Electricity Market Reform is the biggest thing on the industry’s agenda and the Government issued its long awaited consultation paper in December.
It is widely recognised that the current market arrangements have been successful in delivering reliable and competitively priced electricity but are not appropriate to encourage the level of future investment required to meet the UK’s carbon reduction commitments.
UK Electricity & Gas leader Steve Jennings and PwC’s industry experts Ronan O’Regan and Karen Dawson discuss some of the issues and challenges of the proposed reforms.
UK Electricity & Gas leader Steve Jennings and PwC’s industry experts Ronan O’Regan and Karen Dawson
Steve: Electricity market reform - one of the biggest issues on the industry’s agenda right now. The government issued its Consultation Paper in December, and I think it’s widely recognised that the current market arrangements have been appropriate for securing reliable electricity supplies which have been competitively priced, but it’s also widely recognised that the current arrangements won’t be suitable to encourage the amount of investment that’s required in the UK to meet the carbon reduction targets. Ronan, to start with, it would be helpful if you could summarise the key components of the consultation paper, and whether you think those arrangements and those components will be appropriate to secure the amount of the investment that’s required.
Ronan: Sure Steve. There are four pillars that underpin the government’s proposals, and they relate specifically to the introduction of Carbon Price Support Mechanism, the introduction of a Revenue Stabilisation Mechanism which will either be through a premium FiTs, or the preferred option being a CfD fit. The introduction of a targeted... the introduction of a capacity mechanism, and the introduction of emissions performance standards. The key issue from an investor’s perspective is really, how do these proposals stack up in terms of providing a stable environment that’s going to allow the levels of capital that is required to deliver the up to 200 billion of investment required over the next ten years? However, there’s a huge amount of details still be worked through, so we’re waiting to see what comes out in the White Paper in late springtime, and that will provide more granularity on the detail underpinning the proposals, and indeed how they’ll get implemented.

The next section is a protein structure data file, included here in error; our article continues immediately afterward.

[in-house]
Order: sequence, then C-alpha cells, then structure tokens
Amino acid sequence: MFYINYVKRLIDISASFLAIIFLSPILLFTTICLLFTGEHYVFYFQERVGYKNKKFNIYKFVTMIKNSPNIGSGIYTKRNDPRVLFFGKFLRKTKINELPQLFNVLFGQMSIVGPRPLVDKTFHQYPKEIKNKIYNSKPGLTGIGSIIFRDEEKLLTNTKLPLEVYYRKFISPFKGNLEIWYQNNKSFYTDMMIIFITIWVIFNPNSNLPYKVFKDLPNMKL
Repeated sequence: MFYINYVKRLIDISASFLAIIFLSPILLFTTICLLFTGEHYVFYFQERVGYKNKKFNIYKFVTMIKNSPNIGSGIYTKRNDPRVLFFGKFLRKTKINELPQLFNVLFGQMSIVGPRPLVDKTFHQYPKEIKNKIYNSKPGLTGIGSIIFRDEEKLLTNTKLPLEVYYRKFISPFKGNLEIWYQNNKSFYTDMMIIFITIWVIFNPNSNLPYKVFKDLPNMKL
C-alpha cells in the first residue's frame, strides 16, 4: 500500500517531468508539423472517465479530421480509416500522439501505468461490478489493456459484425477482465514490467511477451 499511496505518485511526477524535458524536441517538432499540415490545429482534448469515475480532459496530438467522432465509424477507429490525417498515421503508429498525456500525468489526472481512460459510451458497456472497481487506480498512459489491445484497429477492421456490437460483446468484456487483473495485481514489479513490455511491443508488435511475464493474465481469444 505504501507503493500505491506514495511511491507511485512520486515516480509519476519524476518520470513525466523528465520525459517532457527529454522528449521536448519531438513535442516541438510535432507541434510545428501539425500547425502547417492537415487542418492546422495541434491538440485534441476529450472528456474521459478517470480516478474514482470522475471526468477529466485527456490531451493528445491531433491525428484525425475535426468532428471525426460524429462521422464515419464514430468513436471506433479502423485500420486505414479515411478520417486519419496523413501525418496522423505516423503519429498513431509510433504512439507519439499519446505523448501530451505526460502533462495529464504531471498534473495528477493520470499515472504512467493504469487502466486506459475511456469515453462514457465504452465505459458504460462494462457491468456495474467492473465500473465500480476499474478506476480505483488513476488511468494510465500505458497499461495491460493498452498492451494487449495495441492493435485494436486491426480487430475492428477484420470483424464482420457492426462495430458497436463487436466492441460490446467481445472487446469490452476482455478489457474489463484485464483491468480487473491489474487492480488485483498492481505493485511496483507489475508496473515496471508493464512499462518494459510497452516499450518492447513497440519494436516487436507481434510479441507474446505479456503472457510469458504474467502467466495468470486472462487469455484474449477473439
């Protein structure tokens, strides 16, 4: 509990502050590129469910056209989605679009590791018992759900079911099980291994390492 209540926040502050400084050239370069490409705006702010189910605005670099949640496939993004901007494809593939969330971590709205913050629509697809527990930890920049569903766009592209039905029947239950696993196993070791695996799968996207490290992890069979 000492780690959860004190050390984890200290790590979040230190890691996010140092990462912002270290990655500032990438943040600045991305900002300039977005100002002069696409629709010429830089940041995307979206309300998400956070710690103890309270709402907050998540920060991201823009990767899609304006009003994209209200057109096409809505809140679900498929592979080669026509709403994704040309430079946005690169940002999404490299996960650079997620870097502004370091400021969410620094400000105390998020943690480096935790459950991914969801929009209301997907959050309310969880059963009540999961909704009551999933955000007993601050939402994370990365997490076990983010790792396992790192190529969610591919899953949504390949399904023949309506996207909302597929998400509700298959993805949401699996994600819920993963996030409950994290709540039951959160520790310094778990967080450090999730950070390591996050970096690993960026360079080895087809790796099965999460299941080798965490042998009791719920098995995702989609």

Steve: And are these proposals enough? Is this package of measures sufficient to encourage the huge levels of investment required?
Ronan: Well I mean the proposals need to be seen in the context of a wider range of proposals or reviews that are being pursued by Ofgem and Decc, and they include a review to the balancing mechanism, to make sure that it’s sending appropriate price signals, a liquidity review in the wholesale markets, a review of retail markets, and actually, quite importantly for renewables, the review of the banding that’s going on at teh moment. And in some respects, that’s more important to existing renewable developers in terms of investment, rather than the outcome of EMR which will affect investments further down the line.
Karen: That’s a very good point Ronan, and I think it’s very similar for the big six, in terms of for the outcome of Ofgem’s liquidity review. If the proposals mean that the big six are going to have to place a far larger proportion of their output into the short term markets, that’s going to cause more volatility in pricing, it’s going to cause them more operational issues with their optimisation. It’s probably going to change their views on investment planning, and that would come out to the timescales of the EMR. So in terms of how the EMR is going to fit with that, that’ll be the thing that’s important.
Steve: With a change of this magnitude and significance, inevitably there will be winners and losers, and I’d be interested in your perspectives from talking to the industry, about who stands to gain from these changes, and who potentially is most at risk.